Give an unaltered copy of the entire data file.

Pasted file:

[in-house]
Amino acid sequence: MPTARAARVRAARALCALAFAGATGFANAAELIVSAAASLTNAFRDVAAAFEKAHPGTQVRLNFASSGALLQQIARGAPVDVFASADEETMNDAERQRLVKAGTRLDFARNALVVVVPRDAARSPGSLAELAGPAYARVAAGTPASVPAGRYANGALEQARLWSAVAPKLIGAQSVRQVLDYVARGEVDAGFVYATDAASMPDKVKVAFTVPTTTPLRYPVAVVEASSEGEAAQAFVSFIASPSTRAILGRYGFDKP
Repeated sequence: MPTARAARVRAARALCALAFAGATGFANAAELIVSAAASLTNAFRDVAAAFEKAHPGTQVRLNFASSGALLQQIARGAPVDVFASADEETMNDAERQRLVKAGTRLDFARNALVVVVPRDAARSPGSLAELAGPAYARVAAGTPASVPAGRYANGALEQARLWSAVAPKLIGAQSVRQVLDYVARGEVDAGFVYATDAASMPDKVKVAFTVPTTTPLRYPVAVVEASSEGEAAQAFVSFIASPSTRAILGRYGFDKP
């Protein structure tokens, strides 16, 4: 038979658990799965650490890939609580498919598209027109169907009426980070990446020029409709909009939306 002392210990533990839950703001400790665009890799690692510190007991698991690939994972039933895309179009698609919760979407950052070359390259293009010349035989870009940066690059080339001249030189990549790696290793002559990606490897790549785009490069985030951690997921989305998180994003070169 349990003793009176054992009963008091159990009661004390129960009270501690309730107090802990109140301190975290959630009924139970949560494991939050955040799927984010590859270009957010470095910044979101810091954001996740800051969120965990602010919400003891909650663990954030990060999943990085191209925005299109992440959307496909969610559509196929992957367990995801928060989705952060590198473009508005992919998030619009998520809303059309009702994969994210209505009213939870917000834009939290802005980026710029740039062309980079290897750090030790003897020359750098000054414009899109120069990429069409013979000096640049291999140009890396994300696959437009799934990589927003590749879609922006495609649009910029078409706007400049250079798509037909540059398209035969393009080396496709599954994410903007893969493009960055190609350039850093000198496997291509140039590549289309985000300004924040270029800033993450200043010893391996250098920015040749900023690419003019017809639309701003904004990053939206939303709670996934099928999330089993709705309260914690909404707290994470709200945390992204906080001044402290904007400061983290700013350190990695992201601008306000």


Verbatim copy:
[in-house]
Amino acid sequence: MPTARAARVRAARALCALAFAGATGFANAAELIVSAAASLTNAFRDVAAAFEKAHPGTQVRLNFASSGALLQQIARGAPVDVFASADEETMNDAERQRLVKAGTRLDFARNALVVVVPRDAARSPGSLAELAGPAYARVAAGTPASVPAGRYANGALEQARLWSAVAPKLIGAQSVRQVLDYVARGEVDAGFVYATDAASMPDKVKVAFTVPTTTPLRYPVAVVEASSEGEAAQAFVSFIASPSTRAILGRYGFDKP
Repeated sequence: MPTARAARVRAARALCALAFAGATGFANAAELIVSAAASLTNAFRDVAAAFEKAHPGTQVRLNFASSGALLQQIARGAPVDVFASADEETMNDAERQRLVKAGTRLDFARNALVVVVPRDAARSPGSLAELAGPAYARVAAGTPASVPAGRYANGALEQARLWSAVAPKLIGAQSVRQVLDYVARGEVDAGFVYATDAASMPDKVKVAFTVPTTTPLRYPVAVVEASSEGEAAQAFVSFIASPSTRAILGRYGFDKP
């Protein structure tokens, strides 16, 4: 038979658990799965650490890939609580498919598209027109169907009426980070990446020029409709909009939306 002392210990533990839950703001400790665009890799690692510190007991698991690939994972039933895309179009698609919760979407950052070359390259293009010349035989870009940066690059080339001249030189990549790696290793002559990606490897790549785009490069985030951690997921989305998180994003070169 349990003793009176054992009963008091159990009661004390129960009270501690309730107090802990109140301190975290959630009924139970949560494991939050955040799927984010590859270009957010470095910044979101810091954001996740800051969120965990602010919400003891909650663990954030990060999943990085191209925005299109992440959307496909969610559509196929992957367990995801928060989705952060590198473009508005992919998030619009998520809303059309009702994969994210209505009213939870917000834009939290802005980026710029740039062309980079290897750090030790003897020359750098000054414009899109120069990429069409013979000096640049291999140009890396994300696959437009799934990589927003590749879609922006495609649009910029078409706007400049250079798509037909540059398209035969393009080396496709599954994410903007893969493009960055190609350039850093000198496997291509140039590549289309985000300004924040270029800033993450200043010893391996250098920015040749900023690419003019017809639309701003904004990053939206939303709670996934099928999330089993709705309260914690909404707290994470709200945390992204906080001044402290904007400061983290700013350190990695992201601008306000």